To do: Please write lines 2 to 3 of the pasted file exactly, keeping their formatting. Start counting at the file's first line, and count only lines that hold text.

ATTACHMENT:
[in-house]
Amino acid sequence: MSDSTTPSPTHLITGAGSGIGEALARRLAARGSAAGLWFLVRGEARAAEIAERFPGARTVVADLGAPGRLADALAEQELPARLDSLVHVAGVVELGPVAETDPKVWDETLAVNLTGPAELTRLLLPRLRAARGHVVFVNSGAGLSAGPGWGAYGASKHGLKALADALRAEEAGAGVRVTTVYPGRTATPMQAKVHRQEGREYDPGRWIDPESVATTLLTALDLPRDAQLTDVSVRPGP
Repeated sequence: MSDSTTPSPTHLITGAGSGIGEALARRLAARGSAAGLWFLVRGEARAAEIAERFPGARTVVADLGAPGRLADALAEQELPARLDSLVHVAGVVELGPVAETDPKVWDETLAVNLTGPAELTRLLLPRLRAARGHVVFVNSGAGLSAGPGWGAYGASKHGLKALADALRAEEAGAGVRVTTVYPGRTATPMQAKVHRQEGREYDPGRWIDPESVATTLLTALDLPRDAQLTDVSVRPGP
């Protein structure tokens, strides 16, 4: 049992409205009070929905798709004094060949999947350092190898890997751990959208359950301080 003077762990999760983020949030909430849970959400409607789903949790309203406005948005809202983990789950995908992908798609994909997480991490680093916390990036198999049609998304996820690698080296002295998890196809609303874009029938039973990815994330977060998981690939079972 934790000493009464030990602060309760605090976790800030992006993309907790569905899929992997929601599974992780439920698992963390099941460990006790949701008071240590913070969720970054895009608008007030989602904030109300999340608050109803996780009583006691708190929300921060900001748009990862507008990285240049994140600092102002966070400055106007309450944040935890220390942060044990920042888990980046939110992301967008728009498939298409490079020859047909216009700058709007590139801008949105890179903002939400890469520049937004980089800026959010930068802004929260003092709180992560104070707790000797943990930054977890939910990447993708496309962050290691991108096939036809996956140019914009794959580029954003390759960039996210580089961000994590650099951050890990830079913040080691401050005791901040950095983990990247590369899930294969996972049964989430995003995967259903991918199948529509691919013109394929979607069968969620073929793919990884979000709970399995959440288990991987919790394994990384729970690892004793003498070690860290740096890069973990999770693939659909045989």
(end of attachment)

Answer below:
Amino acid sequence: MSDSTTPSPTHLITGAGSGIGEALARRLAARGSAAGLWFLVRGEARAAEIAERFPGARTVVADLGAPGRLADALAEQELPARLDSLVHVAGVVELGPVAETDPKVWDETLAVNLTGPAELTRLLLPRLRAARGHVVFVNSGAGLSAGPGWGAYGASKHGLKALADALRAEEAGAGVRVTTVYPGRTATPMQAKVHRQEGREYDPGRWIDPESVATTLLTALDLPRDAQLTDVSVRPGP
Repeated sequence: MSDSTTPSPTHLITGAGSGIGEALARRLAARGSAAGLWFLVRGEARAAEIAERFPGARTVVADLGAPGRLADALAEQELPARLDSLVHVAGVVELGPVAETDPKVWDETLAVNLTGPAELTRLLLPRLRAARGHVVFVNSGAGLSAGPGWGAYGASKHGLKALADALRAEEAGAGVRVTTVYPGRTATPMQAKVHRQEGREYDPGRWIDPESVATTLLTALDLPRDAQLTDVSVRPGP